SMM News: iron ore prices rose above $100 a tonne, hitting a 2014 high as investors bet that global supply tensions will greatly stimulate demand at a time when China's steel production is at a record high.
Benchmark spot iron ore rose 2.5 per cent to $100.35. Earlier, Singapore's main futures contracts rose 3.8 per cent, while mining stocks soared, Fortescue Metals Group Ltd. shares to their highest level since 2008.
Supply disruptions in Brazil and Australia, the big iron ore exporters, have sparked expectations that seaborne iron ore may be in short supply, leading to a startling rise in iron ore prices since 2019. At the same time, China's steel production hit an all-time high, supporting expectations of strong import demand that iron ore has soared despite concerns that the price of raw materials such as copper has fallen amid fears of weakening demand.
The trigger for the rise in iron ore prices was an accident in Brazil in January, when a dam at Vale (11.59,0.080.69%) collapsed, causing a number of mines to cut production. Operations everywhere are subject to close scrutiny. This week, state prosecutors advised Vale to issue a reminder that a structure at the Gongo Soco mine could be close to a breakpoint.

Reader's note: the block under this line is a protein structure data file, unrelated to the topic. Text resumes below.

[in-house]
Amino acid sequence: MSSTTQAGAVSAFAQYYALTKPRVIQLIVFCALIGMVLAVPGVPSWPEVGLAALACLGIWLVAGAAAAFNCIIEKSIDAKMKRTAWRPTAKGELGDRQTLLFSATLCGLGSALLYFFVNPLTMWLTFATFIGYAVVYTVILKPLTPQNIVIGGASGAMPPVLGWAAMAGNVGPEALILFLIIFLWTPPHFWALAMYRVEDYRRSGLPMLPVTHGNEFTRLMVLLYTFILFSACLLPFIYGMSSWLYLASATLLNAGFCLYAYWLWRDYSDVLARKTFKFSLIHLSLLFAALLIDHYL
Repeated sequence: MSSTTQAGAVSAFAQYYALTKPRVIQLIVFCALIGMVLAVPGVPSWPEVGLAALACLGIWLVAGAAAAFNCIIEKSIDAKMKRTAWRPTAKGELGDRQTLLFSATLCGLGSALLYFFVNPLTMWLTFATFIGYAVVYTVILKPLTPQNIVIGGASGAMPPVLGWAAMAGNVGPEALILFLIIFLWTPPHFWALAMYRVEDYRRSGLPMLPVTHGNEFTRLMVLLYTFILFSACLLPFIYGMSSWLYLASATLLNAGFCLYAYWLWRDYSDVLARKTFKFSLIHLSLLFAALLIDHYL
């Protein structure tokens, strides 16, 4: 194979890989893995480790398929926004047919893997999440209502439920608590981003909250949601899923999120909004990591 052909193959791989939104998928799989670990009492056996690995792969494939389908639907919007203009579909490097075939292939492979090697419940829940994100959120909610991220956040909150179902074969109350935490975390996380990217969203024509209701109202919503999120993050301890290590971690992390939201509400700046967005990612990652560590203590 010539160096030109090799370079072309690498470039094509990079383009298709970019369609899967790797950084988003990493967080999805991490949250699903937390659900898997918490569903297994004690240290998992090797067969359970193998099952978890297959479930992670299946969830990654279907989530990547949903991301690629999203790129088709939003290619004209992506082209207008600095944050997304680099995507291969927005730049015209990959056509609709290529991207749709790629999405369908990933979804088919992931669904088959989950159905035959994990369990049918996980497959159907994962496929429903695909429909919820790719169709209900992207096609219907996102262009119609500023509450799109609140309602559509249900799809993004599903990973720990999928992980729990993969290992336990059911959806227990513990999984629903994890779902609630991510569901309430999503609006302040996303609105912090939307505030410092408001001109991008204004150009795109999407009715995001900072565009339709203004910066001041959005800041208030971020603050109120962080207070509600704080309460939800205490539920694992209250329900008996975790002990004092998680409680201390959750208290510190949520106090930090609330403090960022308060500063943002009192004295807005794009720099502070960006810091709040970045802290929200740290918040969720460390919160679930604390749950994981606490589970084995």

"part of the reason for this rise is that we are at risk of another dam collapse at Vale," Hui Heng Tan, an analyst at Marex Spectron Group, said by email. "this risk of proliferation will only make people more sceptical about whether the Brucutu mine in the same area will resume operation."
National production is likely to shrink by 10 per cent this year, and the outlook for 2020 is unclear, a senior Brazilian official said on Thursday. Sanford C. Bernstein&Co estimates that the world's top miners, including Vale, shipped about 283 million tons this quarter, down 10 per cent from a year earlier.
A key factor driving the rise in iron ore over the past three months has been the decline in iron ore stocks at Chinese ports, which fell to their lowest level since 2017. According to a report by First NZ Capital Securities Ltd. that includes Credit Suisse estimates, the tradable portion of the remaining inventory is likely to run out.
Still, Marex's Tan said the surge in iron ore may not be sustained because more supply is expected in the second half of the year.